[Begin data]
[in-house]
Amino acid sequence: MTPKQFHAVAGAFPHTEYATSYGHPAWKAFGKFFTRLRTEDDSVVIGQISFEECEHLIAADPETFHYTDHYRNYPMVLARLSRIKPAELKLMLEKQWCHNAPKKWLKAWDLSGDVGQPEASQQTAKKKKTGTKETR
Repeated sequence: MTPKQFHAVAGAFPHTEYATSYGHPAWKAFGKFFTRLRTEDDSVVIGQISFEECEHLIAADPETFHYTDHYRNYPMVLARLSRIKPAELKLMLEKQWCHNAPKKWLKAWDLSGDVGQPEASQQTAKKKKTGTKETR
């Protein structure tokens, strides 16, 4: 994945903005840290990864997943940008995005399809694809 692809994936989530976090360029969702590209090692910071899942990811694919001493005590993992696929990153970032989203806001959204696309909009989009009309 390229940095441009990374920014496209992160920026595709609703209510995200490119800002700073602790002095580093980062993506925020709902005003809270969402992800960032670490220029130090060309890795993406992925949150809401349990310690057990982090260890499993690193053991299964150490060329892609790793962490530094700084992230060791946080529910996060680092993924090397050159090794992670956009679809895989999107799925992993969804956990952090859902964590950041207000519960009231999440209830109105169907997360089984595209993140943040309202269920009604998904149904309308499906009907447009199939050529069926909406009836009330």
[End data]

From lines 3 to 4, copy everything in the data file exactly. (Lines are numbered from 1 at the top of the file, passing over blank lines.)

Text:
Repeated sequence: MTPKQFHAVAGAFPHTEYATSYGHPAWKAFGKFFTRLRTEDDSVVIGQISFEECEHLIAADPETFHYTDHYRNYPMVLARLSRIKPAELKLMLEKQWCHNAPKKWLKAWDLSGDVGQPEASQQTAKKKKTGTKETR
């Protein structure tokens, strides 16, 4: 994945903005840290990864997943940008995005399809694809 692809994936989530976090360029969702590209090692910071899942990811694919001493005590993992696929990153970032989203806001959204696309909009989009009309 390229940095441009990374920014496209992160920026595709609703209510995200490119800002700073602790002095580093980062993506925020709902005003809270969402992800960032670490220029130090060309890795993406992925949150809401349990310690057990982090260890499993690193053991299964150490060329892609790793962490530094700084992230060791946080529910996060680092993924090397050159090794992670956009679809895989999107799925992993969804956990952090859902964590950041207000519960009231999440209830109105169907997360089984595209993140943040309202269920009604998904149904309308499906009907447009199939050529069926909406009836009330």